Believe it or not, it’s not easy being Tom Cruise. Over the weekend, Tom Cruise’s latest big-budget scifi-actioner Edge of Tomorrow opened. To be polite, the box office returns left this $178 million picture well over the edge of being a box-office bomb with just over $29 million domestically, coming in 3rd place. In the film his character Bill Cage fights a superior and innumerable opponent in these organic machine aliens known as Mimics. This isn’t too dissimilar from where Cruise stands right now against the immeasurable tides of sequels, reboots and franchises. It almost makes Edge of Tomorrow autobiographical on Cruise’s part as he’s one of the only movie stars at his level not churning out a franchise film every year or two. And to go along with that theory, just as Cage is connected to the network that powers the Mimics, Cruise is certainly engaged with the studio system. In his own way, he’s engaging with the system to fight it. We may be witnessing one of the most interesting periods of Cruise’s career. The problem is that audiences aren’t paying to see it like they used to. Just as Matthew McConaughey had his McConaissance beginning with Tropic Thunder, Tom Cruise also had his own reinvention and risk-taking career moves following his hilarious performance as Les Grossman. Granted not all of them were wins, even creatively. This will hopefully be the only time in this article I mention the terrible Rock of Ages. But even in that dump, he was giving it his all as jaded rockstar Stacee Jaxx. Bad film and not a great performance, but I can’t stay mad at Cruise for trying to shake things up like he did with picking that role. The past 3 years have seen some Cruise taking chances on films and directors that besides Rock of Ages, range from sort of good (Oblivion) to really good (Jack Reacher, Edge of Tomorrow) to downright fantastic (Mission: Impossible – Ghost Protocol). For the types of films they were, they were surprisingly fresh and had Cruise giving it his honest best. But besides the last Mission: Impossible, they were of the least economically successful films in his career. Why?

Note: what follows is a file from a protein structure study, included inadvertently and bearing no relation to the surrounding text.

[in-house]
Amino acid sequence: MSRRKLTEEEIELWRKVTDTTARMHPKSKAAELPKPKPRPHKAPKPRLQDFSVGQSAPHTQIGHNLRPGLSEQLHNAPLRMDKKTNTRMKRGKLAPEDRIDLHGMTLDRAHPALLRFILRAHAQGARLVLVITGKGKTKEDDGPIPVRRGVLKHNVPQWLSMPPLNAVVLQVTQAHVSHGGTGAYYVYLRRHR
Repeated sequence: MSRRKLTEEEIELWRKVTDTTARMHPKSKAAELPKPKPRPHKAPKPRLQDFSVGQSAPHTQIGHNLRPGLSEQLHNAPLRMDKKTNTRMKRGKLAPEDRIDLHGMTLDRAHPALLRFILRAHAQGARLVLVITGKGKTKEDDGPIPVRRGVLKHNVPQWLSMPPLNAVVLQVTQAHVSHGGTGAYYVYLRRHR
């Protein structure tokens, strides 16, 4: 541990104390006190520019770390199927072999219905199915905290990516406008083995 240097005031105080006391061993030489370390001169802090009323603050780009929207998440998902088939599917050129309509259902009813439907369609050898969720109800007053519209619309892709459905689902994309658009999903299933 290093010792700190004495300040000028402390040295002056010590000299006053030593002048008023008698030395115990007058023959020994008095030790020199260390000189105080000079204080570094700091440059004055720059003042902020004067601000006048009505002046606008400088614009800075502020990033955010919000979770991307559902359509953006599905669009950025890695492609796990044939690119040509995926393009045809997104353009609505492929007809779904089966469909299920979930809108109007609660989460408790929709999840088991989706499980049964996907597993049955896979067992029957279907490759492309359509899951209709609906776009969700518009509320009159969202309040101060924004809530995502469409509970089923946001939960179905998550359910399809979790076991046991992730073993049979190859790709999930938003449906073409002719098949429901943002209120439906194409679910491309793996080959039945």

His faith in innovative directors shows in how he handles the franchise he helped create. With the stellar Mission: Impossible – Ghost Protocol he turned to the least likely of candidates with a director whose only previous experience came in animation: Brad Bird. It was a winning bet, with the film being arguably the best film in the franchise, and certainly the most profitable film in the series with a whopping $694 million worldwide intake, besting the 2nd highest grossing film in the series by $140 million. The rest of his gambles on directors haven’t panned out the same way however. He took a gamble on a young director with Joseph Kosinski’s Oblivion, with the bland but visually engaging Tron: Legacy being the director’s only previous credit. Like his debut, Oblivion suffered storywise, but was a visual treat with Cruise’s performance a capable one. What made this movie so unique in today’s landscape is that it was a big budget science fiction film not based on something with a pre-existing audience that would spend money on it. This shows Cruise is one of the only people with enough good will in Hollywood to convince a studio to spend $120 million on something that is a considerable gamble. Unfortunately it only grossed $89 million domestically, so Cruise is certainly thankful that overseas audiences picked up the slack and had the worldwide return more than double the budget with a $286 million worldwide gross.